PI: Thiago Parente (Universidade Federal do Rio de Janeiro)
U.S. Partner: Mark Hahn (Woods Hole Oceanographic Institution)
Project Dates: September 2013 to July 2015
CYP1 enzymes are responsible for the biotransformation of natural compounds and anthropogenic pollutants. Usually the reactions catalyzed by CYP1 enzymes lead to detoxification, when the compound is eliminated from the body without causing harm. CYP1 enzymes, however, are also known to catalyze bioactivation reactions, in which one of the reaction products is more toxic than its parent compound. The equilibrium between the detoxification (beneficial) and bioactivation (detrimental) roles of CYP1 enzymes has been fine tuned for each and every vertebrate species over the course of evolution. This PEER Science project is closely aligned with the National Science Foundation-supported work of the U.S. partner, Dr. Mark Hahn, as both involve the study of different naturally evolved and selected solutions for the same issue: the balance between detoxification and bioactivation by CYP1 enzymes using fish species as vertebrate models. The adaptation of Killifish (studied by Dr. Hahn) is a well documented event classified as dramatic, rapid, convergent, and triggered by anthropogenic pollutants that balance the dual role of CYP1 enzymes at the gene expression level. However, the adaptation of Loricariidae fish is poorly known and most probably can have the opposite classification: gradual, slow, divergent, and triggered by chemicals naturally present in the fish microhabitat. The goals of this project are to determine whether the adaptations of CYP1 enzymes in Loricariidae fishes are convergent or divergent and how they change the susceptibility of this species to the toxic effects of petrogenic compounds.
Dr. Parente and his research team will sequence the CYP1 genes of 100 Loricariidae species from the Amazon, and these gene sequences will be used to determine the enzyme sequences, which in turn will be aligned and compared for amino acids substitutions and interaction with classical CYP1 substrates. Selected Loricariidae species will be used for biological assays to evaluate the toxic effects of petrogenic derivates and their molecular mechanisms of action. Due to the current and future prospects for crude oil drilling activities in the Amazon region, it is imperative to understand the metabolism of petrogenic hydrocarbons by Amazonian biota. This is especially true in the case of Loricariidae fishes, as it is already known that those species have CYP1 enzymes with distinct affinity for substrates. It needs to be determined whether these changes will unbalance the evolved equilibrium of CYP1 dual roles to the beneficial or to the detrimental side. This knowledge will be crucial to better evaluate the risks of oil drilling activities for Amazonian biodiversity.
Summary of Recent Activities
As the project got under way in the fall of 2013, Dr. Parente recruited Paula Andrade and Maithê Gaspar, two female undergraduate students from Universidade Federal do Rio de Janeiro, to join his research team. In addition, Dr. Paulo Buckup and his group (two technicians, one female PhD and one master’s student) were engaged to help with logistical arrangements and fish identification. During the first month, the two undergraduate students were trained in RNA isolation from fish liver, complementary DNA (cDNA) preparation, and polymerase chain reactions (PCR). From October 2-7 2013, a group of eight researchers traveled to north Rio de Janeiro State and south-central Espírito Santo State. The team later made a one-day trip to Visconde de Mauá and a six-day excursion (November 20-25) to central Rio de Janeiro State and southeast Minas Gerais State. In total, the research team collected 135 individual samples from 31 different genera at 52 different sites.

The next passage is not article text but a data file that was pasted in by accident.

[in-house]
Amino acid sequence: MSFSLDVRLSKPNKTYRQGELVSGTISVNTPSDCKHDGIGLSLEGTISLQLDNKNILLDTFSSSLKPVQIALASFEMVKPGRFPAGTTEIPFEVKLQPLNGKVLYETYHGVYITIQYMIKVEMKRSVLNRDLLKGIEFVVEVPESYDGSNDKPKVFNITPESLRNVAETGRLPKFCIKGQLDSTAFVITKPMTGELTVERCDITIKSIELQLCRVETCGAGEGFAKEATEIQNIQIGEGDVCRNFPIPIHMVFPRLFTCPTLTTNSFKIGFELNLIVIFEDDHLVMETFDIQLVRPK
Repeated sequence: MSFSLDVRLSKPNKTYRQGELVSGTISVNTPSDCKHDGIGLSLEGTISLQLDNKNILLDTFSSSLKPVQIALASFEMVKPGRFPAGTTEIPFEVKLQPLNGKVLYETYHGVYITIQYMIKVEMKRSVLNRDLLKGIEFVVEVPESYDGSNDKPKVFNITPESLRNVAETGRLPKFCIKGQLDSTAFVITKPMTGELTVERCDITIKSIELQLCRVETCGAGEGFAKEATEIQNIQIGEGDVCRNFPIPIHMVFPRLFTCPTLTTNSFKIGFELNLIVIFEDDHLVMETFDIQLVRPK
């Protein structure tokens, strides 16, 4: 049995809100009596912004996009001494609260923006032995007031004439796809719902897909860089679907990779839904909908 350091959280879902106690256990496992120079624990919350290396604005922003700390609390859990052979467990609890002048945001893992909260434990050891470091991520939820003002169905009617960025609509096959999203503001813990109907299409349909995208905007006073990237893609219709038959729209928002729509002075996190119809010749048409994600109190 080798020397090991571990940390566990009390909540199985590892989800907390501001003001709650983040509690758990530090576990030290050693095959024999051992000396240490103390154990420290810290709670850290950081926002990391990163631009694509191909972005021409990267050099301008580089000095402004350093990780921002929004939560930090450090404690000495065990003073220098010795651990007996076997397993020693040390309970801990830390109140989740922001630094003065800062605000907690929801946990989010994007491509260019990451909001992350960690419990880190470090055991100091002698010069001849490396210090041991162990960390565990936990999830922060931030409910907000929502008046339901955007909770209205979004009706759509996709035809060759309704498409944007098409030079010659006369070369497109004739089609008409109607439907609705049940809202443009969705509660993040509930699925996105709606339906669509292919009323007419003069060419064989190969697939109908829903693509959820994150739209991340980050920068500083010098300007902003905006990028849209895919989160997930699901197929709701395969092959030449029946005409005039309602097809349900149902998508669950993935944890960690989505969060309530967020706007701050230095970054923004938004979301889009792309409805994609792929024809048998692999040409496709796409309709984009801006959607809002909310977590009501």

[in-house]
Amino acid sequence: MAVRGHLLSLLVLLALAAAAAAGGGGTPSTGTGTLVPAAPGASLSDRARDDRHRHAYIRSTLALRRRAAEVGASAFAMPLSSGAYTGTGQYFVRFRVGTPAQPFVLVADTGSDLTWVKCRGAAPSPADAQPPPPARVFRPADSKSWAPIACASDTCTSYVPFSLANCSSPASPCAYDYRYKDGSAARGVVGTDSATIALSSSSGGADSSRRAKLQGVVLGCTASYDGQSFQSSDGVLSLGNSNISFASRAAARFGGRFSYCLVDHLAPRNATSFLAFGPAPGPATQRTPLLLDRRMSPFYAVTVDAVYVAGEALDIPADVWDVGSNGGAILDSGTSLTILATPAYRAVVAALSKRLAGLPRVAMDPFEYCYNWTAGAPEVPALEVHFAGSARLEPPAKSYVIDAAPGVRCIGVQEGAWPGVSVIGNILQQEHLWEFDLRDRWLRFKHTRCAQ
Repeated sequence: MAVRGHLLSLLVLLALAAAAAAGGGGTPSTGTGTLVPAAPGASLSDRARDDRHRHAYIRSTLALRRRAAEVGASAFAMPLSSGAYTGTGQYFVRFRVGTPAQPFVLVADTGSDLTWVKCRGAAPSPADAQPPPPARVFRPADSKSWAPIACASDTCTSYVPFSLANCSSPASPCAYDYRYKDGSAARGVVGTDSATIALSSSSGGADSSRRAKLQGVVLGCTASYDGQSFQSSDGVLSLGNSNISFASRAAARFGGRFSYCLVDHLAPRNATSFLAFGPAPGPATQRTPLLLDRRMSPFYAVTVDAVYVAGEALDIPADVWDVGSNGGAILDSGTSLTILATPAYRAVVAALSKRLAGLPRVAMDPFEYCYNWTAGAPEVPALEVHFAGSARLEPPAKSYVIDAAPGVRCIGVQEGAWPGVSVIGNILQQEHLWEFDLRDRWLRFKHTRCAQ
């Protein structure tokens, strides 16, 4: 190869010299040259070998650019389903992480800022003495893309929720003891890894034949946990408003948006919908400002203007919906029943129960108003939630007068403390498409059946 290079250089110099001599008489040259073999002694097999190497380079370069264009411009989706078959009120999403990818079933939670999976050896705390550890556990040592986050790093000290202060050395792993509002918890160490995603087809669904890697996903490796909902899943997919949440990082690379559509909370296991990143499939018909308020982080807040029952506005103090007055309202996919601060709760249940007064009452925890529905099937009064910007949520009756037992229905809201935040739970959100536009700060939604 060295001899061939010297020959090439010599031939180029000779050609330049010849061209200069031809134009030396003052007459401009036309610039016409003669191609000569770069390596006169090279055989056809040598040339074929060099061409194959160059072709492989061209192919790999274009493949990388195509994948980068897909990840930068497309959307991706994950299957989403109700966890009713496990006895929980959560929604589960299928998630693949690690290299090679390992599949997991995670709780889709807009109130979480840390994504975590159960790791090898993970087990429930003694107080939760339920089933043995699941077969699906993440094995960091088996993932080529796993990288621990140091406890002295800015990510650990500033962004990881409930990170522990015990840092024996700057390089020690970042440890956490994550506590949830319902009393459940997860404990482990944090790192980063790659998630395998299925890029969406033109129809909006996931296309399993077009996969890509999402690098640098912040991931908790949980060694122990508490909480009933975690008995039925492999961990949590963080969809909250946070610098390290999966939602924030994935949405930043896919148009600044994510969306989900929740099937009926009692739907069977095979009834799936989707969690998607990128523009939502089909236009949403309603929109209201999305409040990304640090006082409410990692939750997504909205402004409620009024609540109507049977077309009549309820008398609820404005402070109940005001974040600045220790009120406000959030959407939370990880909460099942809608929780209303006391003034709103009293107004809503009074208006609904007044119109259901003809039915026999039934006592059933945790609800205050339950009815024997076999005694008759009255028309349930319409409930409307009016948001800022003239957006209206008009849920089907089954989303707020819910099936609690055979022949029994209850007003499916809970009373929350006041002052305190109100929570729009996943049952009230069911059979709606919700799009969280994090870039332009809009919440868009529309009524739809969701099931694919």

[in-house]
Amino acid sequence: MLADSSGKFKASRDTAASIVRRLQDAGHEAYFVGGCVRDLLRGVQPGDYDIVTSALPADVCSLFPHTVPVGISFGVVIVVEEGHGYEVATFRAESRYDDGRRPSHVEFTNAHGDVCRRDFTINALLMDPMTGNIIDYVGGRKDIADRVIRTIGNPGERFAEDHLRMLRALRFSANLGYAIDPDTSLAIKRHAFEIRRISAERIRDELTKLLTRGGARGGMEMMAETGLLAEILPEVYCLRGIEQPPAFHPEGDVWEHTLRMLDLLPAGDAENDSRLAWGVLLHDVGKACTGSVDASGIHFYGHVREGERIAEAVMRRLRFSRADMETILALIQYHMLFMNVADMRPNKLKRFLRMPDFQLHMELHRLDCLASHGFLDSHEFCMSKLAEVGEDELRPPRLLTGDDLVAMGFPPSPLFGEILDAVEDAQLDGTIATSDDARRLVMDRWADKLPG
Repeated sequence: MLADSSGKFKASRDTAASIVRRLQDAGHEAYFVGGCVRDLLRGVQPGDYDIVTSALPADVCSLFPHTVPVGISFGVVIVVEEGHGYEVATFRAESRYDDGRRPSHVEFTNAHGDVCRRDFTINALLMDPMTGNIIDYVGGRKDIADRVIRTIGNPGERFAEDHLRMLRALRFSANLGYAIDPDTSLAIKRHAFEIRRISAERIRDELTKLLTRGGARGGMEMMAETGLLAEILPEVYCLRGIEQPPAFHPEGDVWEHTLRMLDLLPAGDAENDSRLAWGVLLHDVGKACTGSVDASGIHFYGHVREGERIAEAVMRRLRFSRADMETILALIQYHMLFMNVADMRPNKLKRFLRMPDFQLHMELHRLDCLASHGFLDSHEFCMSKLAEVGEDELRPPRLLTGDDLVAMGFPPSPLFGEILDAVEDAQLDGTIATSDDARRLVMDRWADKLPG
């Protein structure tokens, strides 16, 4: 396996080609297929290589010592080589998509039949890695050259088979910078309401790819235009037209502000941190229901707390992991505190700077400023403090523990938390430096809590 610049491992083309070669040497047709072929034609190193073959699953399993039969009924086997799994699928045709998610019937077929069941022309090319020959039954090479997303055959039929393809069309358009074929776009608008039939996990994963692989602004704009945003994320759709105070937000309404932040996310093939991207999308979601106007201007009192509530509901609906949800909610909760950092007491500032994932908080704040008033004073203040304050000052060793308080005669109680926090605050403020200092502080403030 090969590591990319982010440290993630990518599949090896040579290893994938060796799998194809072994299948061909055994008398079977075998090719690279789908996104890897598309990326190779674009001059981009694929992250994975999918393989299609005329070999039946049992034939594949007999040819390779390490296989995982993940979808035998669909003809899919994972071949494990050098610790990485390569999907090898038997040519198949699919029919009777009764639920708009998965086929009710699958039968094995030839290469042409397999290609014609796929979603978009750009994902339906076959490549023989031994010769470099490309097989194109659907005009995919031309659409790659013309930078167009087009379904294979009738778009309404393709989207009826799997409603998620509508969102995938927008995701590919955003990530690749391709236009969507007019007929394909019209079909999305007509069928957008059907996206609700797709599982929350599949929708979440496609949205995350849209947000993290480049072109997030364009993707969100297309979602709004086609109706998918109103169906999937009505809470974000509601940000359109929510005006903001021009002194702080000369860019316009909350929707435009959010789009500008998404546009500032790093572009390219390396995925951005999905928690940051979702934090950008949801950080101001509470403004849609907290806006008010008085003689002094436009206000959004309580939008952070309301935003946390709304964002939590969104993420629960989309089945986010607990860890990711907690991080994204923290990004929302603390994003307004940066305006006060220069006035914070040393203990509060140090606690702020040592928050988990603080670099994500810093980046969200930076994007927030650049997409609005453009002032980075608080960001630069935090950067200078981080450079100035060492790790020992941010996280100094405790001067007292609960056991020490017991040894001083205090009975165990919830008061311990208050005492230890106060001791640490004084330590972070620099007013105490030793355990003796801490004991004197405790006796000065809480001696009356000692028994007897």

The research team at the Andorinhas waterfall on the Roncador river in the district of Santo Alexio. Pictured are Paolo Buckup (top), Emmanuel Neuhaus (center), Thiago Parente (left foreground), and Jose Gomes (right foreground). (Photo: Carla Quijada).
The RNA from all of the samples has been isolated and used for cDNA preparation. PCR with primers for amplification of the entire CYP1A coding sequence has been performed for at least one individual from each genus. PCR products at the expected molecular weight were obtained for fish from six genera. Those PCR products are to be cloned into bacterial vectors for the first DNA sequencing. The research team plans to obtain the full CYP1A sequence for the six genera that had positive PCR. Having these sequences, it will be possible to design more specific primers, which will be used in PCR tol amplify the CYP1A gene from several other genera. The team is also analyzing Next Generation Sequencing possibilities.
A trip to the Amazon is scheduled for the second semester of 2014 to sample selected genera. Exchange visits are planned for Dr. Parente and Dr. Hahn, as well as for Ms. Andrade and Ms. Gaspar. The latter are applying for the Summer Student Fellowship of the Woods Hole Oceanographic Institution and are expected to work at the lab of U.S. partners Drs. Hahn and Stegeman from early June to early August 2014. Dr. Parente is applying for the Workshop on Molecular Evolution and Phylogenetics at the Marine Biological Laboratory (MBL) in Woods Hole from July 27 to August 6. After that period, Dr. Parente and co-PI Dr. Mauro Rebelo are expected to stay a couple of weeks working in Dr. Hahn’s lab.
Link to Project Blog